Shortly after doing that I was separated with an "Other Than Honorable" discharge [Thompson's status was upgraded in January this year to a General Under Honorable discharge]. I was kicked out and I had no veterans benefits. And I was basically exited from the Marine Corps in the same way that the man that raped me was.

I had told them that I was drugged the night that I was raped, and I was brought in on retaliatory drug charges stemming from the night I was raped. I was told that I could either go up and face court martial, and they told me on paper I was facing up to life in prison.


Looking at this at 19 years old I was frightened. And then, given the opportunity to sign my papers and get out, I was willing to accept an Other Than Honorable discharge. I had no idea what that meant. All I knew at the time is that I was 19 and I could go home and make it stop. I didn’t understand the consequences of that or the enormity of what had just happened until I got home and by that time there was nobody to reach out to. There was nobody to call. Nobody talked about this. So I stayed quiet for 15 years.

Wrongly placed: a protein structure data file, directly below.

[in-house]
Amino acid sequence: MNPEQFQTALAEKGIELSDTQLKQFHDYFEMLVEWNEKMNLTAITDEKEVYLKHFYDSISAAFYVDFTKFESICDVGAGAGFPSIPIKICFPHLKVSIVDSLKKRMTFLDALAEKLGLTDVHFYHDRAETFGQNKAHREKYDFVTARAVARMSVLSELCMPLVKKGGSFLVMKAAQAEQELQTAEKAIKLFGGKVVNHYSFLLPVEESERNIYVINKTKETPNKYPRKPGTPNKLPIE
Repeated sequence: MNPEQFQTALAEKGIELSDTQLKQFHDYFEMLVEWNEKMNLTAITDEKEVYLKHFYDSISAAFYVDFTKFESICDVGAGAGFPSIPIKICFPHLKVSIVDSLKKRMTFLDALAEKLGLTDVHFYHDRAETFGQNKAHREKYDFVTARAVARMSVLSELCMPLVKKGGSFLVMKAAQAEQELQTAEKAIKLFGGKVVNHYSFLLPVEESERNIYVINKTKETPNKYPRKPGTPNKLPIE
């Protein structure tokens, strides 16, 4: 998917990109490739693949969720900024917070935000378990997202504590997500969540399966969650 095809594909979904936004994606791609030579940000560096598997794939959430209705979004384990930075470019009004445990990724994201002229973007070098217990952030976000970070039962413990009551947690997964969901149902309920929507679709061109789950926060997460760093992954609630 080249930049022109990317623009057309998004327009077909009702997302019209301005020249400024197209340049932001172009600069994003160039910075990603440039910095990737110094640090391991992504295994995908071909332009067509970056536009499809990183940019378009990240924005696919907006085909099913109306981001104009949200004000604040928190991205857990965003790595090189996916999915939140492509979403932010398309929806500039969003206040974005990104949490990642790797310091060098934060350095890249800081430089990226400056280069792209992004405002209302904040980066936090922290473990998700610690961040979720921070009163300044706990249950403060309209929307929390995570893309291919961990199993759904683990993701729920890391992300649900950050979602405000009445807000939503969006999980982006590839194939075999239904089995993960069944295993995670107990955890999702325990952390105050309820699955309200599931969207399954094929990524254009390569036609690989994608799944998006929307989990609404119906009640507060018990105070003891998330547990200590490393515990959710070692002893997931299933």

What was the turning point for you to come out and start to talk about it in public and start to talk to a counselor?

It’s funny because people always mention the black ring that my husband and I both wear on our trigger fingers. I was suicidal for a long time, I had PTSD, I had no idea what that was or how badly it affected me. Then I saw my husband go through three combat tours. When he finally came back from the third tour in Afghanistan in 2012 he just was not the same man. Up to that point I had gone 12 years without talking about being raped, without discussing what was going on. My decision was, and this is maybe one of the things I got from the Marine Corps, is this idea that you lead by example. I said to him, ‘I am going to get some help for what I went through. And hopefully if I can help me then I can help you.'